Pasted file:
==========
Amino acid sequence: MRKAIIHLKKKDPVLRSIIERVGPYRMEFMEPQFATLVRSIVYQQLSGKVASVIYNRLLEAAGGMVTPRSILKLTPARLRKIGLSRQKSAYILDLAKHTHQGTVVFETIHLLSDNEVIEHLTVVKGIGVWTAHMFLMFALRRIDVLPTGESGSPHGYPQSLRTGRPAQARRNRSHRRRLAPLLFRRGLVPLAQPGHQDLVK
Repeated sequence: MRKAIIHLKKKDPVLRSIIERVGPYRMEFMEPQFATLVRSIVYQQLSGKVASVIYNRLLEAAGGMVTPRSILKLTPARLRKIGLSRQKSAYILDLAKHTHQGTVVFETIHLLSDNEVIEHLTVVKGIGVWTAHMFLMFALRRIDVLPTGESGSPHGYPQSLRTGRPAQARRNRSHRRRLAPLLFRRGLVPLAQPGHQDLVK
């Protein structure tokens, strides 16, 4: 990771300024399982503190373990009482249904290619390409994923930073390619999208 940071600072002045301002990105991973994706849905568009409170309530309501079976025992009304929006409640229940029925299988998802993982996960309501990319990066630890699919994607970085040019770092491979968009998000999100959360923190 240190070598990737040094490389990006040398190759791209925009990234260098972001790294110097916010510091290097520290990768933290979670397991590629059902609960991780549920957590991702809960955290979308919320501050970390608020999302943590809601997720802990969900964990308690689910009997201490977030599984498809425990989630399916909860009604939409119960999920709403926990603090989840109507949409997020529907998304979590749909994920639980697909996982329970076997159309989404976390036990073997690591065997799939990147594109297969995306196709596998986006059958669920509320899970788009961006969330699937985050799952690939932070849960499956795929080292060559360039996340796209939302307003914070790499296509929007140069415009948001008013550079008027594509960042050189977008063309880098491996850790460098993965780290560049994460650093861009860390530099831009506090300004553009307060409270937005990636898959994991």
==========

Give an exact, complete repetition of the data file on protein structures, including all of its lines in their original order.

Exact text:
Amino acid sequence: MRKAIIHLKKKDPVLRSIIERVGPYRMEFMEPQFATLVRSIVYQQLSGKVASVIYNRLLEAAGGMVTPRSILKLTPARLRKIGLSRQKSAYILDLAKHTHQGTVVFETIHLLSDNEVIEHLTVVKGIGVWTAHMFLMFALRRIDVLPTGESGSPHGYPQSLRTGRPAQARRNRSHRRRLAPLLFRRGLVPLAQPGHQDLVK
Repeated sequence: MRKAIIHLKKKDPVLRSIIERVGPYRMEFMEPQFATLVRSIVYQQLSGKVASVIYNRLLEAAGGMVTPRSILKLTPARLRKIGLSRQKSAYILDLAKHTHQGTVVFETIHLLSDNEVIEHLTVVKGIGVWTAHMFLMFALRRIDVLPTGESGSPHGYPQSLRTGRPAQARRNRSHRRRLAPLLFRRGLVPLAQPGHQDLVK
């Protein structure tokens, strides 16, 4: 990771300024399982503190373990009482249904290619390409994923930073390619999208 940071600072002045301002990105991973994706849905568009409170309530309501079976025992009304929006409640229940029925299988998802993982996960309501990319990066630890699919994607970085040019770092491979968009998000999100959360923190 240190070598990737040094490389990006040398190759791209925009990234260098972001790294110097916010510091290097520290990768933290979670397991590629059902609960991780549920957590991702809960955290979308919320501050970390608020999302943590809601997720802990969900964990308690689910009997201490977030599984498809425990989630399916909860009604939409119960999920709403926990603090989840109507949409997020529907998304979590749909994920639980697909996982329970076997159309989404976390036990073997690591065997799939990147594109297969995306196709596998986006059958669920509320899970788009961006969330699937985050799952690939932070849960499956795929080292060559360039996340796209939302307003914070790499296509929007140069415009948001008013550079008027594509960042050189977008063309880098491996850790460098993965780290560049994460650093861009860390530099831009506090300004553009307060409270937005990636898959994991």